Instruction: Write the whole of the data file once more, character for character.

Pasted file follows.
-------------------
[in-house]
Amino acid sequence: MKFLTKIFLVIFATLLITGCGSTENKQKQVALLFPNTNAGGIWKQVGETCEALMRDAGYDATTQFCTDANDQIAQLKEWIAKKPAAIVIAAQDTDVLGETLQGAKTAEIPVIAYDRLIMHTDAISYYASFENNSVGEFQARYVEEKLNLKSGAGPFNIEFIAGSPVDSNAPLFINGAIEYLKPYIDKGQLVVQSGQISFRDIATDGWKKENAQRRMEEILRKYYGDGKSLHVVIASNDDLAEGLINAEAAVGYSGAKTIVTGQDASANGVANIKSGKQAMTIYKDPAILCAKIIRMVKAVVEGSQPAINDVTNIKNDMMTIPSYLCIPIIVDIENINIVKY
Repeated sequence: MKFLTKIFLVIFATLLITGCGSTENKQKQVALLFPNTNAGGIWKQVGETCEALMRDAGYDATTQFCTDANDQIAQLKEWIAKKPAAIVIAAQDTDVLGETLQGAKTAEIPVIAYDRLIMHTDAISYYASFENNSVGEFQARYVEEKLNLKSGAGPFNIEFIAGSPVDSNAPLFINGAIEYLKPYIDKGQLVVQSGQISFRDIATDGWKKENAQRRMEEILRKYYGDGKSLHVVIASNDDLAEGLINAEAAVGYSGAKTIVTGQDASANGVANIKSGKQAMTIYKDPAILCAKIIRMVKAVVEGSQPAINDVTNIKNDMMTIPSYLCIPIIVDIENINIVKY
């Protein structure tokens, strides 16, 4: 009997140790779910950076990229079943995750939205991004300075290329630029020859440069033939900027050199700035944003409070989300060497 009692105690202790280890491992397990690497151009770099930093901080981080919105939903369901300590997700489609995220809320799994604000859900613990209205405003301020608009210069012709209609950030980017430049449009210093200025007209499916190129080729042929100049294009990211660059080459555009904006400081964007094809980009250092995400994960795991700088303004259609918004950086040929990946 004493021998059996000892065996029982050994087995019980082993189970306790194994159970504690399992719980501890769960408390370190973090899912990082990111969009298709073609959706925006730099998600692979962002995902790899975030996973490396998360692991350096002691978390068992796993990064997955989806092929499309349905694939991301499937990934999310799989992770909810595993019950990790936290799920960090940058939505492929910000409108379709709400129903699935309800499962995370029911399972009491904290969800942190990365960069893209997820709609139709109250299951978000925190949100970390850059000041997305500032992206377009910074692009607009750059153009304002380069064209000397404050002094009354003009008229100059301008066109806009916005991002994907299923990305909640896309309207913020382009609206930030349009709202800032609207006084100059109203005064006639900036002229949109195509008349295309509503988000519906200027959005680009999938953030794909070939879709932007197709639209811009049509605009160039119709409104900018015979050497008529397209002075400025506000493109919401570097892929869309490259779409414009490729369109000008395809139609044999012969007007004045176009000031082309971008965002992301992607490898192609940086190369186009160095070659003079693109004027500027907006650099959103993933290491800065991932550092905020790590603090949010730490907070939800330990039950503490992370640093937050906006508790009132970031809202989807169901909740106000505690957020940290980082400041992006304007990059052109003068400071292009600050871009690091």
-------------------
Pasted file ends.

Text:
[in-house]
Amino acid sequence: MKFLTKIFLVIFATLLITGCGSTENKQKQVALLFPNTNAGGIWKQVGETCEALMRDAGYDATTQFCTDANDQIAQLKEWIAKKPAAIVIAAQDTDVLGETLQGAKTAEIPVIAYDRLIMHTDAISYYASFENNSVGEFQARYVEEKLNLKSGAGPFNIEFIAGSPVDSNAPLFINGAIEYLKPYIDKGQLVVQSGQISFRDIATDGWKKENAQRRMEEILRKYYGDGKSLHVVIASNDDLAEGLINAEAAVGYSGAKTIVTGQDASANGVANIKSGKQAMTIYKDPAILCAKIIRMVKAVVEGSQPAINDVTNIKNDMMTIPSYLCIPIIVDIENINIVKY
Repeated sequence: MKFLTKIFLVIFATLLITGCGSTENKQKQVALLFPNTNAGGIWKQVGETCEALMRDAGYDATTQFCTDANDQIAQLKEWIAKKPAAIVIAAQDTDVLGETLQGAKTAEIPVIAYDRLIMHTDAISYYASFENNSVGEFQARYVEEKLNLKSGAGPFNIEFIAGSPVDSNAPLFINGAIEYLKPYIDKGQLVVQSGQISFRDIATDGWKKENAQRRMEEILRKYYGDGKSLHVVIASNDDLAEGLINAEAAVGYSGAKTIVTGQDASANGVANIKSGKQAMTIYKDPAILCAKIIRMVKAVVEGSQPAINDVTNIKNDMMTIPSYLCIPIIVDIENINIVKY
């Protein structure tokens, strides 16, 4: 009997140790779910950076990229079943995750939205991004300075290329630029020859440069033939900027050199700035944003409070989300060497 009692105690202790280890491992397990690497151009770099930093901080981080919105939903369901300590997700489609995220809320799994604000859900613990209205405003301020608009210069012709209609950030980017430049449009210093200025007209499916190129080729042929100049294009990211660059080459555009904006400081964007094809980009250092995400994960795991700088303004259609918004950086040929990946 004493021998059996000892065996029982050994087995019980082993189970306790194994159970504690399992719980501890769960408390370190973090899912990082990111969009298709073609959706925006730099998600692979962002995902790899975030996973490396998360692991350096002691978390068992796993990064997955989806092929499309349905694939991301499937990934999310799989992770909810595993019950990790936290799920960090940058939505492929910000409108379709709400129903699935309800499962995370029911399972009491904290969800942190990365960069893209997820709609139709109250299951978000925190949100970390850059000041997305500032992206377009910074692009607009750059153009304002380069064209000397404050002094009354003009008229100059301008066109806009916005991002994907299923990305909640896309309207913020382009609206930030349009709202800032609207006084100059109203005064006639900036002229949109195509008349295309509503988000519906200027959005680009999938953030794909070939879709932007197709639209811009049509605009160039119709409104900018015979050497008529397209002075400025506000493109919401570097892929869309490259779409414009490729369109000008395809139609044999012969007007004045176009000031082309971008965002992301992607490898192609940086190369186009160095070659003079693109004027500027907006650099959103993933290491800065991932550092905020790590603090949010730490907070939800330990039950503490992370640093937050906006508790009132970031809202989807169901909740106000505690957020940290980082400041992006304007990059052109003068400071292009600050871009690091």